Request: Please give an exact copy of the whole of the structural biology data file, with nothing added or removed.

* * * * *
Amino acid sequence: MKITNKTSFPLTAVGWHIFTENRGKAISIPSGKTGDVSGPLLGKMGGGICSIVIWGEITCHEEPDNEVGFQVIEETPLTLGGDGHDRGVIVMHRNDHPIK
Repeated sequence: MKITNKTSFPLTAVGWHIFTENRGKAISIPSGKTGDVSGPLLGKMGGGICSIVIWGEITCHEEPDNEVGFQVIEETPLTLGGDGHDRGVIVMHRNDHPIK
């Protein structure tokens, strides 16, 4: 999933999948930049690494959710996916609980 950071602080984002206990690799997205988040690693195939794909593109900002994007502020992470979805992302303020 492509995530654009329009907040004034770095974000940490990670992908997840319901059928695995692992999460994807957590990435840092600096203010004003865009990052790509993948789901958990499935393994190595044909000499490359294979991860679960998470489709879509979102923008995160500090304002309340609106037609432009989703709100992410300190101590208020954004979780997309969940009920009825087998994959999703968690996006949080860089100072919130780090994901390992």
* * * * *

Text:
Amino acid sequence: MKITNKTSFPLTAVGWHIFTENRGKAISIPSGKTGDVSGPLLGKMGGGICSIVIWGEITCHEEPDNEVGFQVIEETPLTLGGDGHDRGVIVMHRNDHPIK
Repeated sequence: MKITNKTSFPLTAVGWHIFTENRGKAISIPSGKTGDVSGPLLGKMGGGICSIVIWGEITCHEEPDNEVGFQVIEETPLTLGGDGHDRGVIVMHRNDHPIK
């Protein structure tokens, strides 16, 4: 999933999948930049690494959710996916609980 950071602080984002206990690799997205988040690693195939794909593109900002994007502020992470979805992302303020 492509995530654009329009907040004034770095974000940490990670992908997840319901059928695995692992999460994807957590990435840092600096203010004003865009990052790509993948789901958990499935393994190595044909000499490359294979991860679960998470489709879509979102923008995160500090304002309340609106037609432009989703709100992410300190101590208020954004979780997309969940009920009825087998994959999703968690996006949080860089100072919130780090994901390992």